In what’s become a muscle-flexing week for the Democratic Party in Bexar County, U.S. Rep. Joaquín Castro took center stage Wednesday, delivering a keynote address at the Congressional Luncheon hosted by the San Antonio Chamber of Commerce.
Castro updated attending officials and businesses leaders on citywide issues like transportation and cybersecurity, as well as his initiatives to improve public safety. Castro leads the 20th Congressional District, which includes Bexar County. He also serves on the House Armed Services and Foreign Affairs committees.
Castro and twin brother Julián, the former San Antonio mayor and current Secretary of Housing & Urban Development, have stayed close to their San Antonio roots. Both have major political appearances here this week. Julián is widely considered to be a leading candidate as vice presidential running mate for former Secretary of State Hillary Clinton if she wins the party’s nomination.
It’s no coincidence that Clinton is kicking off her national Latinos for Hillary campaign on stage with Secretary Castro at Sunset Station on the city’s near-Eastside on Thursday. The initiative is expected to be an important measure of Latino voter registration and voting, which has has fallen off in recent years.
“We’ve got a lot of momentum now,” Joaquín said Wednesday. “My brother, during his time as mayor, often called this a ‘city on the rise.’ His goal in everything he did was to build that infrastructure of opportunity in San Antonio. Our local leaders must do everything they can to keep their foot on the gas and keep San Antonio moving forward.”
CityView Chairman and former San Antonio Mayor Henry Cisneros praised Joaquin as a key political leader and important asset to San Antonio.
“A big part of that is politics, because that’s the way we do our business in the United States, someone has to be the mediator and bring people together,” said Cisneros, who also serves as the chairman of the San Antonio Chamber of Commerce. “Congressman Castro is the kind of person who already comes in the Presidential milieu and the national dialogue.”
Joaquín has pushed to eliminate partisanship in Congress, Cisneros said, and sees an opportunity for bipartisanship in the upcoming election for House Speaker. Cisneros said Texas House Speaker Rep. Joe Straus (R-San Antonio) is an example of effective bipartisan leadership in the Texas Legislature.
“Democrats have an opportunity to leverage their numbers in the Congress and extend a hand and reach across the aisle and work with Republicans,” Cisneros said. “A Republican who is willing to put partisanship aside, who is not scared to go to a primary and say they’ve worked with Democrats to capture that big middle in the United States Congress and actually do something more than what has been done in the last few years.”
The last two sessions in the U.S. Congress have been the least productive in American history, reporting the fewest number of passed bills than any other session. Joaquin remained positive about bipartisanship in the House, referencing a successful discharge petition last week, where 40 Republicans and 190 Democrats voted to push the item for a vote. The last successful discharge petition was in 2002.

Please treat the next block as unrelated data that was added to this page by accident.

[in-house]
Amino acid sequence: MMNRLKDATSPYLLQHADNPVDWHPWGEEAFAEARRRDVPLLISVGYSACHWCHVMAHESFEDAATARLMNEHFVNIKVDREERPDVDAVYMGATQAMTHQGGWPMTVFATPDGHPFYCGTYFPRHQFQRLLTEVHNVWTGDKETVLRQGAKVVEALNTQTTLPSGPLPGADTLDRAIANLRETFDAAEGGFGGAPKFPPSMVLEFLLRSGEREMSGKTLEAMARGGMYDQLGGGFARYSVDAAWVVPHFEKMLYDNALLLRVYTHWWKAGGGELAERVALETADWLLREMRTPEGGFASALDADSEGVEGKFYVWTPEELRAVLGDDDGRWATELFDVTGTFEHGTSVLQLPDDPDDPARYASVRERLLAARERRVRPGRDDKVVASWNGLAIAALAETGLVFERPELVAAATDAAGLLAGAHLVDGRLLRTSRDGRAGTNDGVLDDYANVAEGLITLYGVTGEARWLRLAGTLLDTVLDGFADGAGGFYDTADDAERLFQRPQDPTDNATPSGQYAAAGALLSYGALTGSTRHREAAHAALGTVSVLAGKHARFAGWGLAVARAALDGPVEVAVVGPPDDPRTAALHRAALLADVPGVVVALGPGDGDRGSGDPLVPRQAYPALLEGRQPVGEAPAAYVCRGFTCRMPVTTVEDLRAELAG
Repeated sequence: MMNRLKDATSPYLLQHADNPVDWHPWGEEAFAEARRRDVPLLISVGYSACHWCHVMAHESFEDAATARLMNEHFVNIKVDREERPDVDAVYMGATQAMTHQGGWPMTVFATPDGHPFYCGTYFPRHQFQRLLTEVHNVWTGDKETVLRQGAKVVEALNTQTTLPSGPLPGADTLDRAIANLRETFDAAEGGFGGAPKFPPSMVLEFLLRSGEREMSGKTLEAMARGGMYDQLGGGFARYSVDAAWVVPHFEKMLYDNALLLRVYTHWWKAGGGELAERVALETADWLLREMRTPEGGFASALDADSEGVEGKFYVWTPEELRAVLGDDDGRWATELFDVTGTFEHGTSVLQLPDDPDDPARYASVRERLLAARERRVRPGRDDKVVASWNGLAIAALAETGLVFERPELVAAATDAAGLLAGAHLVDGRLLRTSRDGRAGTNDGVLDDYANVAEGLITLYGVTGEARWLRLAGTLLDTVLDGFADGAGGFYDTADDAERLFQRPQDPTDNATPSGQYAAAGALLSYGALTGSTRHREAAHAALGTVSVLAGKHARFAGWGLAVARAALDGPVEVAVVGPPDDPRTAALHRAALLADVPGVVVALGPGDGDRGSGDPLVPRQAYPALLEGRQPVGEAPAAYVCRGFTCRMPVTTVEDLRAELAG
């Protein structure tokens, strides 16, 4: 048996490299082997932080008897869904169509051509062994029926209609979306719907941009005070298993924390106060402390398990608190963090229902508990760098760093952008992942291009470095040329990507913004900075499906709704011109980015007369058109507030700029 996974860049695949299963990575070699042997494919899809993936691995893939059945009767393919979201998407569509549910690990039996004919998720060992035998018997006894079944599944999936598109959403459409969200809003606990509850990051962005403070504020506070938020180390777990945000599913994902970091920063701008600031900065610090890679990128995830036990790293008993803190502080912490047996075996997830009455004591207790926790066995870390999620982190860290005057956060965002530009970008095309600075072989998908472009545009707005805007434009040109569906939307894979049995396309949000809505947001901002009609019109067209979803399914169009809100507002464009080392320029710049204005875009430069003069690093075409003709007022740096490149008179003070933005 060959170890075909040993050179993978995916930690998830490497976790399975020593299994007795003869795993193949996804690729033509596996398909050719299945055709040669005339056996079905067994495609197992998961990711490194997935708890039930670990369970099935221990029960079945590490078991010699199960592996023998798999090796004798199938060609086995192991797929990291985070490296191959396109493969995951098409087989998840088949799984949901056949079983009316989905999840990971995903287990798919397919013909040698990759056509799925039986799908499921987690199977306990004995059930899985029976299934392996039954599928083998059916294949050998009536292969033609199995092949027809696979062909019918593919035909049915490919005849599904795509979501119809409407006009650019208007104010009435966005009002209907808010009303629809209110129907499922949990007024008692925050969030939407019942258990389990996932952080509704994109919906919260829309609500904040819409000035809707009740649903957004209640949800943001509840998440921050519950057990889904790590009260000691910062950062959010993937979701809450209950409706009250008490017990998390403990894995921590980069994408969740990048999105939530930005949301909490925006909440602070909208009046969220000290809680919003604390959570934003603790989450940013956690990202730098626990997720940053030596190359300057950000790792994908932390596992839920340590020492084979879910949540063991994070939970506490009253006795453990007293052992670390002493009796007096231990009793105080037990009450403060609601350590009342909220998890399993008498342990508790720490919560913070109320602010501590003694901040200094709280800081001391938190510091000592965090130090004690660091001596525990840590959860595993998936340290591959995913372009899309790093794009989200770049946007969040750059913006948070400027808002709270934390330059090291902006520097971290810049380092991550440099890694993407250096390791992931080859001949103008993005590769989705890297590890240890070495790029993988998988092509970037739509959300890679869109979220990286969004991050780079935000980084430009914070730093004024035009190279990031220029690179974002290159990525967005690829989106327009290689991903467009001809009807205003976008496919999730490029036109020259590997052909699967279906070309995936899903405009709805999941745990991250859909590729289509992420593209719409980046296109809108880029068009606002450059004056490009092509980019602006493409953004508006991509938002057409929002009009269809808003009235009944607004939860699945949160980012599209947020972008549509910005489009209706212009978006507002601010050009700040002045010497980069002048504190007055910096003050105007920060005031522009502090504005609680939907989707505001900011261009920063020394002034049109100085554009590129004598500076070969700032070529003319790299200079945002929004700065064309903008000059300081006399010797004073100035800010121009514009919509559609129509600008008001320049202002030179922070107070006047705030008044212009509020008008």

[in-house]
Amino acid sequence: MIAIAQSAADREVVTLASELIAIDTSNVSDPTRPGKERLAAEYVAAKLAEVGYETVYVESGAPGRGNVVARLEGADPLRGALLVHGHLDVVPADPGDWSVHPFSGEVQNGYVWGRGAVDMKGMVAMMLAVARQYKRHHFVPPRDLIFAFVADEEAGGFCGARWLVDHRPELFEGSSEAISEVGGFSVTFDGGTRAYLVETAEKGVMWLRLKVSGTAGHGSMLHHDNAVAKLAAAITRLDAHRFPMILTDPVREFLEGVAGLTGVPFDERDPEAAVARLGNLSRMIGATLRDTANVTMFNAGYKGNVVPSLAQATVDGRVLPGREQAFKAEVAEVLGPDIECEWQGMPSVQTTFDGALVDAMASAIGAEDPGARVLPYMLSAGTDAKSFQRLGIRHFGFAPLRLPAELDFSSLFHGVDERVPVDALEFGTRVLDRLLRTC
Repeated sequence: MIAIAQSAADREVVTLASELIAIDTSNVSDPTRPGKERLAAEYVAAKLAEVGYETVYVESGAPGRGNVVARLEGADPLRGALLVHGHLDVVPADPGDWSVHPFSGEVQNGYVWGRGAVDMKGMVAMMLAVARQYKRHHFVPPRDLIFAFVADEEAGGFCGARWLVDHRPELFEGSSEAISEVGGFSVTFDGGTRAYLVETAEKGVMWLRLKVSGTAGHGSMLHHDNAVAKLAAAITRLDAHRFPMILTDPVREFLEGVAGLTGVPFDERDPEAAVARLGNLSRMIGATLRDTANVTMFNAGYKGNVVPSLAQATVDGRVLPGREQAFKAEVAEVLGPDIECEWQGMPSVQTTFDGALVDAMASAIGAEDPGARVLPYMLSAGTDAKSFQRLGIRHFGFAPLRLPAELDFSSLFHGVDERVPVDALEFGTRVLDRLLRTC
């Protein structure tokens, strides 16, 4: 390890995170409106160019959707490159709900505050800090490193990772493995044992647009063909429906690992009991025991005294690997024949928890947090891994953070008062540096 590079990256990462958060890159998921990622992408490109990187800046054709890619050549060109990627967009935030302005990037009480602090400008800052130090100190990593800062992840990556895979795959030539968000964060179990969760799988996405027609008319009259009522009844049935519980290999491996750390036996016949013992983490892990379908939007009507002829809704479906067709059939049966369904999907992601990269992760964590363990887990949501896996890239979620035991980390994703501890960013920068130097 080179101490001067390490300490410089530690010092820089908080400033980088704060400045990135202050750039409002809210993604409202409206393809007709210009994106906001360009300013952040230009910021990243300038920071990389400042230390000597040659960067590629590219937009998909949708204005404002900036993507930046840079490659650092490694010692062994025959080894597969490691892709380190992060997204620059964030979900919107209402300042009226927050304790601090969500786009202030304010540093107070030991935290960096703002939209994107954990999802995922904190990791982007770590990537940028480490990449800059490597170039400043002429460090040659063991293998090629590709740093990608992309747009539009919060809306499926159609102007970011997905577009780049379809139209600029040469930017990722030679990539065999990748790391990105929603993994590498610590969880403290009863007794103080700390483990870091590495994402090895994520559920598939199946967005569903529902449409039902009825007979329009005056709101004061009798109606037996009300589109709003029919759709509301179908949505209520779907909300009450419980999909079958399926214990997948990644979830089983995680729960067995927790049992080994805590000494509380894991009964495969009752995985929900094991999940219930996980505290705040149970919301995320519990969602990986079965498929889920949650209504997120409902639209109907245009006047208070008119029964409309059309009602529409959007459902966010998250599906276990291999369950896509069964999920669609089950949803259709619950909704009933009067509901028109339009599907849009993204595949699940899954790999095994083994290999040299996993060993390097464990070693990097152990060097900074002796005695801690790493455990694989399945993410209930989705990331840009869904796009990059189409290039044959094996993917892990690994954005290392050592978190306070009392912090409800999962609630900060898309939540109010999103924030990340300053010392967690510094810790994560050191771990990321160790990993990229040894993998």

Joaquín discussed several pending issues facing the San Antonio community, including the U.S. Export-Import Bank charter, which lapsed in July. Castro argued that if the charter is not renewed, tens of thousands of jobs would be at stake and affect San Antonio companies like Caterpillar and Boeing.
Funding for state and citywide transportation projects has become piecemeal and short-term over the years, he said. State lawmakers are now searching for long-term funding solutions, rather than depending on the federal gas tax, which hasn’t been raised since 1993.
“It’s a very inefficient way of doing things,” he said. “It’s affected our local and state ability to fund future transportation projects. In a state like Texas, where we’re getting thousands and thousands of people every year, and we only expect that trend to continue.”
Texas gained four Congressional seats during the last redistricting session, and state officials expect to gain three more seats in the next round. Joaquín hopes that San Antonio will look to new forms of transportation like high-speed rails, similar to the bullet train project that will connect Houston to Dallas.
“When you hear that transportation funding is held up because Congress can’t agree on a bill, Texas, of all states in the nation, is affected the most,” he said. “Fortunately, on the horizon there may be a compromise for a six year bill, rather than a three-year bill. I’m hopeful in the next few weeks that Congress will get that done.”
Audience members cheered when he mentioned San Antonio’s role in national cybersecurity, citing UTSA as a major force in cyber research and defense.
“Cybersecurity is only going to gain importance and prominence as an issue. San Antonio is a gem for cybersecurity – outside of Washington D.C., this is the second most important city in the country for cyber.”
Joaquin mentioned several other initiatives, including an expansion of STEM education programs, free Pre-K programs throughout the nation, and much-needed funding to replace San Antonio’s aging federal courthouse.
“You need strong leadership in the city to make sure everyone in the country understands that San Antonio is doing incredible things,” Castro said, before breaking into a Q&A session with the audience. “I look forward to coming here in the coming months and working with everybody here in San Antonio.”
*Top image: U.S. Rep Joaquin Castro walks up the stairs to his speaking engagement with the San Antonio Chamber of Commerce. Photo by Scott Ball.